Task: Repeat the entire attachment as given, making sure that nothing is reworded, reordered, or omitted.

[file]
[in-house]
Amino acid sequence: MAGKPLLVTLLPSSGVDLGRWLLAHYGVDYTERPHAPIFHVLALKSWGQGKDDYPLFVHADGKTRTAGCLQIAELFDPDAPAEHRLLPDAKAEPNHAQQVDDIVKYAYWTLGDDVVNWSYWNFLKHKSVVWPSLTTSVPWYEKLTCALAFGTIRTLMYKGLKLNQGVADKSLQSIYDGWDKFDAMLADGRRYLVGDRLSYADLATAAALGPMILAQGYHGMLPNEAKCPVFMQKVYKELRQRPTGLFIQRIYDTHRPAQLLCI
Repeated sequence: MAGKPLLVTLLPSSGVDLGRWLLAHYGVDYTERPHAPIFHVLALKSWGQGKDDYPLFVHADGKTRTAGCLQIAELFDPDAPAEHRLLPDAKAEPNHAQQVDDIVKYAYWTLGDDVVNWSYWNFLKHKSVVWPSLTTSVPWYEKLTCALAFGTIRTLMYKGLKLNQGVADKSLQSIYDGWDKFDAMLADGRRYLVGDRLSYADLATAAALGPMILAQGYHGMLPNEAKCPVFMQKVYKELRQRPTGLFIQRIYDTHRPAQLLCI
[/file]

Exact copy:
[in-house]
Amino acid sequence: MAGKPLLVTLLPSSGVDLGRWLLAHYGVDYTERPHAPIFHVLALKSWGQGKDDYPLFVHADGKTRTAGCLQIAELFDPDAPAEHRLLPDAKAEPNHAQQVDDIVKYAYWTLGDDVVNWSYWNFLKHKSVVWPSLTTSVPWYEKLTCALAFGTIRTLMYKGLKLNQGVADKSLQSIYDGWDKFDAMLADGRRYLVGDRLSYADLATAAALGPMILAQGYHGMLPNEAKCPVFMQKVYKELRQRPTGLFIQRIYDTHRPAQLLCI
Repeated sequence: MAGKPLLVTLLPSSGVDLGRWLLAHYGVDYTERPHAPIFHVLALKSWGQGKDDYPLFVHADGKTRTAGCLQIAELFDPDAPAEHRLLPDAKAEPNHAQQVDDIVKYAYWTLGDDVVNWSYWNFLKHKSVVWPSLTTSVPWYEKLTCALAFGTIRTLMYKGLKLNQGVADKSLQSIYDGWDKFDAMLADGRRYLVGDRLSYADLATAAALGPMILAQGYHGMLPNEAKCPVFMQKVYKELRQRPTGLFIQRIYDTHRPAQLLCI